Things to Know:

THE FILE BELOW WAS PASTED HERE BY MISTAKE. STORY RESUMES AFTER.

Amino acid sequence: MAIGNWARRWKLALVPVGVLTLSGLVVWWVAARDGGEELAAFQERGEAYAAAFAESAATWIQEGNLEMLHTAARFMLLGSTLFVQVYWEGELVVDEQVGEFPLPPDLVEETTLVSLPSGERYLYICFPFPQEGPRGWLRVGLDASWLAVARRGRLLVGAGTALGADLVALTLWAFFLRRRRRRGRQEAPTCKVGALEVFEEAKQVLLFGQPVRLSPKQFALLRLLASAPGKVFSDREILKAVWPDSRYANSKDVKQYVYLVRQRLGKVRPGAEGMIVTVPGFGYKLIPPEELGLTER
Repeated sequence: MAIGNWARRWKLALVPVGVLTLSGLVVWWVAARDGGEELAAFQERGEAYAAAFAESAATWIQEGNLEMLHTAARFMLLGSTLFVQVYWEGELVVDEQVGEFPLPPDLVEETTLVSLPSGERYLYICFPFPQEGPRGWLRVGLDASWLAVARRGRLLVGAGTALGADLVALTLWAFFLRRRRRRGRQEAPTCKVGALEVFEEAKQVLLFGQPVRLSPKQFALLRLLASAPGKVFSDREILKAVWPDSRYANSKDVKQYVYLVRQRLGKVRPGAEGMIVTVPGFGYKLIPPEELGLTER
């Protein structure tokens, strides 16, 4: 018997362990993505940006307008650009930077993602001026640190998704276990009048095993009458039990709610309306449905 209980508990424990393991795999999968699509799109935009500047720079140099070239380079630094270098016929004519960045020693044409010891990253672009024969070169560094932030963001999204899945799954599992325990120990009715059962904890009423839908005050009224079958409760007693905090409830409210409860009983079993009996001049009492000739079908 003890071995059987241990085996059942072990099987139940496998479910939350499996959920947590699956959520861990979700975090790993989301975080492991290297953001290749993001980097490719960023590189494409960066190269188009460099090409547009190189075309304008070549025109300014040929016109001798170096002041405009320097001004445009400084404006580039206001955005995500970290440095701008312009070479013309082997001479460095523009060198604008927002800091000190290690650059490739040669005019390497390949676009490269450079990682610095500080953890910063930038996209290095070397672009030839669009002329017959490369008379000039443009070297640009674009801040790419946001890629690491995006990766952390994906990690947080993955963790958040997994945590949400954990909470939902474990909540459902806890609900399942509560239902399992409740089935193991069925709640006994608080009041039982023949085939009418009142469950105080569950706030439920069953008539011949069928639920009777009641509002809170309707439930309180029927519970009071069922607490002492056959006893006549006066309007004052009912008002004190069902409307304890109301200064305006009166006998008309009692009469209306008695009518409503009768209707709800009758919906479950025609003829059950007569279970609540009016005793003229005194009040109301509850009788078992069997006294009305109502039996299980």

Between 1993 and 1996, Inzaghi made 14 appearances for the Italy under-21 team, scoring three goals; he was also a member of the Italy under-21 squad that won the 1994 UEFA European Under-21 Football Championship. Inzaghi earned his first senior cap for Italy in the Tournoi de France, against Brazil on 8 June 1997, under his former under-21 manager Cesare Maldini, and provided an assist to goalscorer Alessandro Del Piero. Italy went on to draw 3–3. He scored his first goal for Italy on 18 November 1998, in a 2–2 friendly draw against Spain; he has since scored 25 goals in 57 appearances. He was called up for the 1998 FIFA World Cup, Euro 2000, the 2002 World Cup and the 2006 World Cup. Although Inzaghi went scoreless throughout the 1998 World Cup, as he was mainly deployed as a substitute, he came off the bench to set up a goal for Roberto Baggio in Italy’s final group match against Austria, which ended in a 2–1 win, and allowed Italy to top their group; Italy were knocked out in the quarter finals on penalties to hosts and eventual champions France. At Euro 2000, he was one of Italy’s starting strikers under the new Italy manager Dino Zoff. He scored two goals throughout the tournament; his first came from a penalty, in Italy’s 2–1 opening group win over Turkey, in which he was named man of the match, while his second came in a 2–0 win over Romania in the quarter-finals of the competition; he also set up Stefano Fiore’s goal in a 2–0 win over co-hosts Belgium in his nation’s second group match of the tournament. His performances helped Italy reach the final, where they were defeated by France once again, on a golden goal. Along with Francesco Totti, he was Italy’s top-scorer throughout the tournament. Under Zoff’s replacement, Giovanni Trapattoni, Inzaghi was Italy’s top goalscorer during the qualifying rounds of the 2002 World Cup and Euro 2004, scoring his first and only international hat-trick in a 4–0 home win over Wales on 6 September 2003, although he missed the latter tournament due to injury. He went scoreless throughout the 2002 World Cup, making two appearances, as Italy were controversially eliminated in the round of 16 to co-hosts South Korea, although he had a goal wrongly disallowed in Italy’s final group match against Mexico, which ended in a 1–1 draw. Inzaghi’s persistent knee and ankle injuries put a halt to his international play for almost two years before his resurgence at club level, which resulted in being called up by Italy coach Marcello Lippi for the 2006 World Cup final tournament. Due to the abundance of other top strikers such as Alessandro Del Piero, Francesco Totti and Luca Toni, Inzaghi made his only appearance – subbing on for Alberto Gilardino — in Italy’s final group stage match against the Czech Republic on 22 June 2006, scoring his only goal in the tournament, rounding Petr Čech in a one-on-one encounter to net in Italy’s second goal, which made him the oldest player to have scored for Italy in a World Cup, after Daniele Massaro. Italy went on to win the tournament, defeating France on penalties in the final. Following Italy’s fourth World Cup victory, Inzaghi made six appearances under new manager Roberto Donadoni in Italy’s UEFA Euro 2008 qualification campaign, scoring three goals, two of which came in a 2–1 away win against the Faroe Islands on 2 June 2007. He was not called up for the final tournament, however, where Italy were eliminated by eventual champions Spain in the quarter-finals on penalties, and he made his last appearance for Italy on 8 September 2007, in a 0–0 draw against France in Milan. Inzaghi is currently the sixth-highest goalscorer in the Italian national team’s history, with 25 goals, alongside Adolfo Baloncieri and Alessandro Altobelli.